Since storms have been so rare lately, any forecast that calls for precipitation is big news, and we’ve got just such a forecast this week. Meteorologists are predicting a medium-sized storm to reach Yosemite tonight and tomorrow, with lingering showers on Thursday and Friday. The timing is hard to predict from the current forecast, but it’s likely that we’ll see clearing storm conditions either late Wednesday, Thursday or Friday. With the showery weather there may be several clearing-storm events during that time.
Around sunset on Tuesday it started snowing at my house in Mariposa — first lightly, then heavily. In no time we had three or four inches of snow, and eventually got six inches, which is a lot for our 2700-foot elevation.
But the storm looked very compact on radar, and the precipitation didn’t seem to be reaching Yosemite. I called my friend Kirk Keeler, who lives in Yosemite Valley, and he told me that they had received only half an inch of snow.
Wednesday morning Claudia and I cleared the snow off our car and drove up to Yosemite Valley. We found an inch or two of snow — not a lot, but enough to highlight every tree branch. I saw many beautiful scenes with trees etched in snow, including the pattern of cottonwood branches below.
The morning was clear, but later some evaporation clouds started to appear, and they kept building. By the end of the day all the cliffs were hidden by clouds. But between 4:00 to 4:30 in the afternoon Half Dome and the clouds put on a great show. Half Dome would vanish completely, then reappear, wrapped in clouds and speckled with sunlight. I made the photograph above just before Half Dome disappeared for good.
I’m happy to be up and running after dealing with some computer issues, and can give you a quick report on Horsetail Fall. During a private workshop on Monday I had a chance to check out the water flow. I’d say it’s a little below average for mid-February, but definitely better than last year. Despite six weeks of mostly dry weather there’s still some snow on top of El Capitan to feed the waterfall, and temperatures are supposed to rise a bit this week, which should help melt that snow and increase the water volume.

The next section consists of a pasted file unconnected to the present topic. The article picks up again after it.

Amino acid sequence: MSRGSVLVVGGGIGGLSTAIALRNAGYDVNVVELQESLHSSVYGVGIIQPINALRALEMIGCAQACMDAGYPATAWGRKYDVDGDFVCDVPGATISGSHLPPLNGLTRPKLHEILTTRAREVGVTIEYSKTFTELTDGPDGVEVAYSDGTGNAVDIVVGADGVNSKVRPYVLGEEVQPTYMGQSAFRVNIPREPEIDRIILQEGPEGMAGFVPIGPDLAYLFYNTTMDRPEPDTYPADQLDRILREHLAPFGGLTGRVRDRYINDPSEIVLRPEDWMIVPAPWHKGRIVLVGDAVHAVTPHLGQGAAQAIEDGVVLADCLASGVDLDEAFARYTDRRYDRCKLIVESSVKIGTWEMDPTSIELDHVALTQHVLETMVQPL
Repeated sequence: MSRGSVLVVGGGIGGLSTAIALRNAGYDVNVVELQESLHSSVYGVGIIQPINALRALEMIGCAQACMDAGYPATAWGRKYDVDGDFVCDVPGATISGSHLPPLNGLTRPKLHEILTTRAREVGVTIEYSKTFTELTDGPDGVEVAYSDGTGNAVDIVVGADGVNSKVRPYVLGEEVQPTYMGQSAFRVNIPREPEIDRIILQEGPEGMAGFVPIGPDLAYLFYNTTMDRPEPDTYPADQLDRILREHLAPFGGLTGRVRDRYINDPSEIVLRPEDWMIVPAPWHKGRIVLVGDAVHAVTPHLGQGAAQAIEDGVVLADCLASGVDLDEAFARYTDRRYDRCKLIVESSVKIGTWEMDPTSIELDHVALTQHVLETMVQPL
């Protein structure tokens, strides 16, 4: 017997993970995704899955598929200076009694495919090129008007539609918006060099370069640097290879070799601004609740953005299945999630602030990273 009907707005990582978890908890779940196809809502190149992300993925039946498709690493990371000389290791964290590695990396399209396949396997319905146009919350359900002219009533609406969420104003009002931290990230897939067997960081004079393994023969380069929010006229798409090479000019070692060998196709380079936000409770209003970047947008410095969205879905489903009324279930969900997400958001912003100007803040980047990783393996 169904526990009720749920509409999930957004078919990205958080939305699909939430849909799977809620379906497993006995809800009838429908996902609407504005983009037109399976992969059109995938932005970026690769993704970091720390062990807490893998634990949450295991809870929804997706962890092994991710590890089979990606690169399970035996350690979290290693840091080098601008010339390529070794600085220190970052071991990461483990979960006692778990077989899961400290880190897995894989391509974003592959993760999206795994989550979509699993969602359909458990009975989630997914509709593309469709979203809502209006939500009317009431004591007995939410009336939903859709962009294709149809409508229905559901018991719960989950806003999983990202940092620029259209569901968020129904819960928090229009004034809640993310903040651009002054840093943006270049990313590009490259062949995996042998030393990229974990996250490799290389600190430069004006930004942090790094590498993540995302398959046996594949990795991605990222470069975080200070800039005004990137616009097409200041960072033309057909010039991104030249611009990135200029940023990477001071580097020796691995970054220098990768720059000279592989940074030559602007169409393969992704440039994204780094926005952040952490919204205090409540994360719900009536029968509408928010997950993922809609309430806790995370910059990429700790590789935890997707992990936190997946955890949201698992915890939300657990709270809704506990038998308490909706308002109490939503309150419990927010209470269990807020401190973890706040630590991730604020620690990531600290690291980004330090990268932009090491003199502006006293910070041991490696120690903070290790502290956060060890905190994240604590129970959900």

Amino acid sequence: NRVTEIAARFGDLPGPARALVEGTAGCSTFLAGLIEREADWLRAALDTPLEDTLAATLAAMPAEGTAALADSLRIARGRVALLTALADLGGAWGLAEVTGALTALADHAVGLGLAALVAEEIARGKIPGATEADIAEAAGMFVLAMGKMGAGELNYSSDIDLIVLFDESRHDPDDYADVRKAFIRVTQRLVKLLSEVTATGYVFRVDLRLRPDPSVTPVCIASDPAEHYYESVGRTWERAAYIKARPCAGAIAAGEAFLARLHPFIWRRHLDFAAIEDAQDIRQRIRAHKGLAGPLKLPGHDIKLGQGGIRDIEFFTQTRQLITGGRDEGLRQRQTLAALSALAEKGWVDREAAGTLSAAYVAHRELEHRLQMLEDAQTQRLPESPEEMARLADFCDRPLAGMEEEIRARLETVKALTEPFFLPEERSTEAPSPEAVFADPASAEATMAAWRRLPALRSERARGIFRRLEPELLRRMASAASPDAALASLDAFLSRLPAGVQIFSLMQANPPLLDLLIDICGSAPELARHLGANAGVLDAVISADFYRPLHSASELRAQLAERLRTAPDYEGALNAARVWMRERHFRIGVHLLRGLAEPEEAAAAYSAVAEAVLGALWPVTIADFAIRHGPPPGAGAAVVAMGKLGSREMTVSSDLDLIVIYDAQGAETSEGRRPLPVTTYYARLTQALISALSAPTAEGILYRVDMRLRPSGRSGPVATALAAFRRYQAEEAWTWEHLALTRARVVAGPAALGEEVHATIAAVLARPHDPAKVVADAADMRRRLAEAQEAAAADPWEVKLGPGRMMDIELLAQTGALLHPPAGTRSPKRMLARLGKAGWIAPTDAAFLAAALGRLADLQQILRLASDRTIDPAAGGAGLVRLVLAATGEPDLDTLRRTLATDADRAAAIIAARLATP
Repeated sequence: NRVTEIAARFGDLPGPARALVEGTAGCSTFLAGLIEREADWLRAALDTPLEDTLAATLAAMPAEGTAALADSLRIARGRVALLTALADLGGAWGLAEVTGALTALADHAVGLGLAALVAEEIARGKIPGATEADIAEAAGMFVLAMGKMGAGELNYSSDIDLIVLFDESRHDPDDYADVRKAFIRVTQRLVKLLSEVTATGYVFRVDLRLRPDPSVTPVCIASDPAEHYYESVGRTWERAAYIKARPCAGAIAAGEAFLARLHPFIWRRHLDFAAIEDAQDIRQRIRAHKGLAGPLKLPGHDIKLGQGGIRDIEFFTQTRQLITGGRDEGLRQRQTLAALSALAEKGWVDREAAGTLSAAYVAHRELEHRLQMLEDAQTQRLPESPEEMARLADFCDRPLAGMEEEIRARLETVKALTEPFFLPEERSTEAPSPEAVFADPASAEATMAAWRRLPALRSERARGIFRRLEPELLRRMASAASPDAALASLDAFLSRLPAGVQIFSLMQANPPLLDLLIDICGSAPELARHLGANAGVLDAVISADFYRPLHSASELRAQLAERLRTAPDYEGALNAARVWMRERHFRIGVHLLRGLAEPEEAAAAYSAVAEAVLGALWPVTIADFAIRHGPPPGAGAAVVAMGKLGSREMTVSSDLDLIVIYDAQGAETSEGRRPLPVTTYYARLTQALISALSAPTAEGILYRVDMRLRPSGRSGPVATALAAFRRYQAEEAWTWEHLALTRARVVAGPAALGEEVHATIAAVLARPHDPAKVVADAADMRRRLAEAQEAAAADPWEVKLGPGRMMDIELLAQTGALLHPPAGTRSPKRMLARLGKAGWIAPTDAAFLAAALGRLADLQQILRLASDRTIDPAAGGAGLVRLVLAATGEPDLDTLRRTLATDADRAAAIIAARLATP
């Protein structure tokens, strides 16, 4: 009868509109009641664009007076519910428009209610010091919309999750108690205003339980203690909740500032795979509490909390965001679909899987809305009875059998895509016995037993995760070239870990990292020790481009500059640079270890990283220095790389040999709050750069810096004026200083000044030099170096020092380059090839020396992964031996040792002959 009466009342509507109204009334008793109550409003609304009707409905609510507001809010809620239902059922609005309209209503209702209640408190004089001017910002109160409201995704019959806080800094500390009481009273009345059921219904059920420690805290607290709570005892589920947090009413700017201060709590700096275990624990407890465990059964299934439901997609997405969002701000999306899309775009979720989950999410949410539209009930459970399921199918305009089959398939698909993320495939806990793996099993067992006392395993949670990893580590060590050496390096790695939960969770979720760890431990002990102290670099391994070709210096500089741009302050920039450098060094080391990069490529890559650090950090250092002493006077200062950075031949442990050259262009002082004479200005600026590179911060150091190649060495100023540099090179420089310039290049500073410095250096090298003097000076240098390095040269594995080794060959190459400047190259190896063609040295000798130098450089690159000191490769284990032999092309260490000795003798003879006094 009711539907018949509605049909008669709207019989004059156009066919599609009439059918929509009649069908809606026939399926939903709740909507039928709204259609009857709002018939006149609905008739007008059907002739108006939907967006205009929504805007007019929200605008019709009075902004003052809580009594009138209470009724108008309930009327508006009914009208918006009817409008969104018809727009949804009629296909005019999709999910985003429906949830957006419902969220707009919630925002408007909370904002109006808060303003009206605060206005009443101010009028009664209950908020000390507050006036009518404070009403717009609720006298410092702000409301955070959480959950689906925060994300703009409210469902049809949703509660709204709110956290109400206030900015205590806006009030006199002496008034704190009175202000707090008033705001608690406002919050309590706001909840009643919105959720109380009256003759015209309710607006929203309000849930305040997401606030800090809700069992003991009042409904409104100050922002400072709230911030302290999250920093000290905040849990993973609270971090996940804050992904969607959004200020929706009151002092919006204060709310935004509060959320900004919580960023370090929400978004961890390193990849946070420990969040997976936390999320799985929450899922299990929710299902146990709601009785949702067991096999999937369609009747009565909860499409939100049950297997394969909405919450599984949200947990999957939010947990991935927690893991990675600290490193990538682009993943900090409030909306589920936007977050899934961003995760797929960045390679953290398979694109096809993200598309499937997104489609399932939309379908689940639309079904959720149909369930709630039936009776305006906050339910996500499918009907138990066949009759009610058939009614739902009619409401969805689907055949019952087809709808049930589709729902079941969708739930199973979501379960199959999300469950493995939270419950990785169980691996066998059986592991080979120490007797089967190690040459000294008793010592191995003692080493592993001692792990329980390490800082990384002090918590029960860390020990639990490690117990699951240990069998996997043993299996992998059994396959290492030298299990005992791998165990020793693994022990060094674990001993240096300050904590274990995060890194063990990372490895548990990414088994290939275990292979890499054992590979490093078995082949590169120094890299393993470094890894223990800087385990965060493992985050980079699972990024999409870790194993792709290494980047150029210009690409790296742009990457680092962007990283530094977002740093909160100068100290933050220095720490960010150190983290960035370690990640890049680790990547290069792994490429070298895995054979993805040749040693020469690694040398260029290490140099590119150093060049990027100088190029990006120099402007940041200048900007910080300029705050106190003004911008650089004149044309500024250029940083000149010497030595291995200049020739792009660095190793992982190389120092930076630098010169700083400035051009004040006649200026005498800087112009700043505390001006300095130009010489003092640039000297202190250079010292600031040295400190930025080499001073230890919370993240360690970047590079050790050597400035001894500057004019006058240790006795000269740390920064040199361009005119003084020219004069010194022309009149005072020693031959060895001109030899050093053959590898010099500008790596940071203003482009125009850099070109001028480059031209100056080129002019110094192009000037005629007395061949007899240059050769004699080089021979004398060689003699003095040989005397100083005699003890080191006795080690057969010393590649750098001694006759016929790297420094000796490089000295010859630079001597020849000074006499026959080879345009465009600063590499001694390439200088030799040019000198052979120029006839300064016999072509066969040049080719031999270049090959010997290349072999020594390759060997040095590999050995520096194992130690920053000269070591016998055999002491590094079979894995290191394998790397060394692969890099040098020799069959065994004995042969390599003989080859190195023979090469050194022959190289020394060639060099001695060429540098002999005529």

The window of best light for Horsetail Fall starts this weekend and lasts about a week to ten days. If our dry spell continues we should see some clear skies at sunset during that time — an essential requirement for the Horsetail light show. But the long-range forecast calls for precipitation next Tuesday and Wednesday, so we’ll see.
As a reminder, I’ll be at the reception for my exhibit at The Ansel Adams Gallery this Saturday from noon to 2:00 p.m., and also at the Yosemite Renaissance opening reception the following Friday, February 22nd, from 5:30 to 7:30 p.m. at the Yosemite Museum. I hope to see you at one of those events if you’re in the area!
— Michael Frye
Michael Frye is a professional photographer specializing in landscapes and nature. He is the author and photographer of The Photographer’s Guide to Yosemite, Yosemite Meditations, and Digital Landscape Photography: In the Footsteps of Ansel Adams and the Great Masters, plus the eBooks Light & Land: Landscapes in the Digital Darkroom, and Exposure for Outdoor Photography. He has written numerous magazine articles on the art and technique of photography, and his images have been published in over thirty countries around the world. Michael has lived either in or near Yosemite National Park since 1983, currently residing just outside the park in Mariposa, California.
It’s almost February, so naturally I’ve been getting a lot of questions about Horsetail Fall. My thoughts about the best time to photograph Horsetail haven’t changed since I wrote this post last year: basically it’s February 16th to 23rd, or maybe a little beyond that.
This window was confirmed by my observations in 2012. There wasn’t much water in the fall last year, but we had a string of clear days, which allowed me to closely watch the light, and I think that February 16th to 23rd window is about right. You can, of course, take good photographs before or after that window; I’m talking about ideal light.
That ideal light requires clear skies to the west at sunset, something no one can predict at this point. And for good photographs the waterfall has to be flowing. Overall we’ve had a lot more rain and snow than last year, and Horsetail is flowing now. January, however, has been pretty dry, and there’s no precipitation in the forecast until at least next Wednesday. I think Horsetail will have more water this year than last, regardless of what happens over the next couple of weeks, but it would be nice to get some more snow on top of El Capitan soon to help feed Horsetail.